Menachem Fisch is Joseph and Ceil Mazer Professor of History and Philosophy of Science at Tel Aviv University, and Senior Fellow of the Kogod Center for the Renewal of Jewish Thought at the Shalom Hartman Institute, Jerusalem.
He is former Chair of the Graduate School of Philosphy at Tel Aviv University, former President of the Israel Society for History and Philosophy of Science, former Chair of the National Committee for History and Philosophy of Science at the Israel Academy of Science. He is Board Member of B'Tselem the Israeli Information Center for Human Rights.
He has published widely on the history of 19th century British science and mathematics, on confirmation theory and rationality, on the theology of the talmudic literature, and the philosophy of talmudic legal reasoning. His current work explores the Talmud’s dispute of religiosity, the possibilities of articulating a pluralist political philosophy from within the assumptions of halakhic Judaism, and the limits of normative self-criticism, in and outside science, in the face of latter-day normative relativism.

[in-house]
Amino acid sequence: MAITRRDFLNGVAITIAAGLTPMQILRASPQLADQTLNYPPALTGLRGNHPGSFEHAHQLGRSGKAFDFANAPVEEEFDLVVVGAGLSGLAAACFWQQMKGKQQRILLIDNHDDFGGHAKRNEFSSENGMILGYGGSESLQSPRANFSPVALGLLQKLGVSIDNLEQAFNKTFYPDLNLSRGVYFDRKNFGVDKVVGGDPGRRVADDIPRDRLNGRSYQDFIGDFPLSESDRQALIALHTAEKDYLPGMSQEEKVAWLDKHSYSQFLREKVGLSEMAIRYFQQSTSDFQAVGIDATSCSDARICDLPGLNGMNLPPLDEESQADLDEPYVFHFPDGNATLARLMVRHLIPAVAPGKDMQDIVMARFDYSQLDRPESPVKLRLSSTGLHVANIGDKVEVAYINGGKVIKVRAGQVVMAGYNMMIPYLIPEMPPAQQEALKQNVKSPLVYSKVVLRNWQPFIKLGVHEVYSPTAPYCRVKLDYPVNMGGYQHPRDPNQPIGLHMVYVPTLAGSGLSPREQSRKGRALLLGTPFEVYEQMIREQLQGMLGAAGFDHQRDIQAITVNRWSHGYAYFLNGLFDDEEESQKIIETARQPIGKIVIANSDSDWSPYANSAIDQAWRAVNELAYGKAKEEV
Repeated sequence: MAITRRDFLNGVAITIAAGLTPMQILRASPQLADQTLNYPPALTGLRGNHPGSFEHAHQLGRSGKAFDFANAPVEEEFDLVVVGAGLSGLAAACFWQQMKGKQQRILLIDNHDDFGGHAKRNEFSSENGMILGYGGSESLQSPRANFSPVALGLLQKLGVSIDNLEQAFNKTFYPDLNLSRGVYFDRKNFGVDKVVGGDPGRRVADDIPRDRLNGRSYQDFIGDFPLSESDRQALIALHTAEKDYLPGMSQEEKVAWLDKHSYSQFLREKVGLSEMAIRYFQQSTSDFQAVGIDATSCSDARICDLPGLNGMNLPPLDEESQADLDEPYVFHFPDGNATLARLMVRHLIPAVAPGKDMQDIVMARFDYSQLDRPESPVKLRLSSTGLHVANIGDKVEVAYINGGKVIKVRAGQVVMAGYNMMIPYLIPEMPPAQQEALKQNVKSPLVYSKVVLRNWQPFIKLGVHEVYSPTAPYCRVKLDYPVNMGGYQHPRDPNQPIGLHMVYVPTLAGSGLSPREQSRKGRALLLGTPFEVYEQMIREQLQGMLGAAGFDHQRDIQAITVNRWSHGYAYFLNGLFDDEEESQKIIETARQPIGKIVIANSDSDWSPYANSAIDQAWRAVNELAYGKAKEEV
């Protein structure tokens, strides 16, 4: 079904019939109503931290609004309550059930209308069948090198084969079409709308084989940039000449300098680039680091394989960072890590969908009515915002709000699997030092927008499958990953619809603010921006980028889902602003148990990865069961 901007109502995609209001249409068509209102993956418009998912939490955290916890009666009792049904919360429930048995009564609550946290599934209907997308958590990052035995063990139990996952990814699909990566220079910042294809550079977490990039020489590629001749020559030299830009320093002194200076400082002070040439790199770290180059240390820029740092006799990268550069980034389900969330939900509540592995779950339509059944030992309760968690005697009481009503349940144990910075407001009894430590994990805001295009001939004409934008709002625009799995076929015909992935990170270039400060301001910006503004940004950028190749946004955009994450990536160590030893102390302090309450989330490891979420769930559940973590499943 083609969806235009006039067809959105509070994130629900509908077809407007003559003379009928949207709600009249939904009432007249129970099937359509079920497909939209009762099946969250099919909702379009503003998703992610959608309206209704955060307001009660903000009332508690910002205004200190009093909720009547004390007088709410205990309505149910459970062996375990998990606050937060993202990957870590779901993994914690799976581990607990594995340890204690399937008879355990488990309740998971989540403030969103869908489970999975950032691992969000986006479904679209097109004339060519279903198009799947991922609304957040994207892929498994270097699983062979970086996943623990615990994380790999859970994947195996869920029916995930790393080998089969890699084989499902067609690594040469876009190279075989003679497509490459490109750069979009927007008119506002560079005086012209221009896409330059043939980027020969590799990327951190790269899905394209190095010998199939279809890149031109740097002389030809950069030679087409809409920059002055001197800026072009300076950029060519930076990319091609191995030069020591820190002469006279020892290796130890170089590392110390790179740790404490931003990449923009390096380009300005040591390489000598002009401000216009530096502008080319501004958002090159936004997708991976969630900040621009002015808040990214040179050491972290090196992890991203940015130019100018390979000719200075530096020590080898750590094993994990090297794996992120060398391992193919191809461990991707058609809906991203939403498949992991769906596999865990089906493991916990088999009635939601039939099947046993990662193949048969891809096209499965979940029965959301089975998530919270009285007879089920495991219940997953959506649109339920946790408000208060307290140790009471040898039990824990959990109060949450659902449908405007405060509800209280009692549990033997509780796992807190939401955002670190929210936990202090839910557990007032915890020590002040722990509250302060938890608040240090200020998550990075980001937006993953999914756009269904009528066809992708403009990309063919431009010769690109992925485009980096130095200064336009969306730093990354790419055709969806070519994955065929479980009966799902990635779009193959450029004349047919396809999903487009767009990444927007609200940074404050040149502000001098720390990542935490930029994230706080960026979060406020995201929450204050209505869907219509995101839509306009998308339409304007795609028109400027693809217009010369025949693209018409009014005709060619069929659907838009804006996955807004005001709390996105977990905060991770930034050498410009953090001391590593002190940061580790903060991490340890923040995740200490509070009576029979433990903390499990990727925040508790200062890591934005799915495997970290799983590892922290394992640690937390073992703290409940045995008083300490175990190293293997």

He is author of William Whewell Philosopher of Science, Oxford University Press (1991); Rational Rabbis: Science and Talmudic Culture, Indiana University Press (1997); “A Modest Proposal: Toward a Religious Politics of Epistemic Humility”, Journal of Human Rights (2003); “Through Thick and the Thin: a New Defense of Cultural Relativism”, Southern Journal of Philosophy (2004) (with Y. Benbaji); “Canon, controverse et réforme; une réflexion sur l'autre voix du judaïsme talmudique”, Les Cahiers du judaisme, 18 (2005); “Diversity, Tolerance, Sovereignty”, in M. Walzer (ed.), Law, Politics, and Morality in Judaism, Princeton University Press, 2006; "Taking the Linguistic Turn Seriously", The European Legacy (2008); and "Judaism, and the Religious Crisis of Modern Science", in J.M. van der Meer and S. Mandelbrote (eds.), Nature & Scripture in the Abrahamic Religions: 1700-Present, Brill, Leiden, (2008). His forthcoming The View from Within: Normativity and the Limits of Self Criticism (with Y. Benbaji), is currently under review by Notre Dame University Press.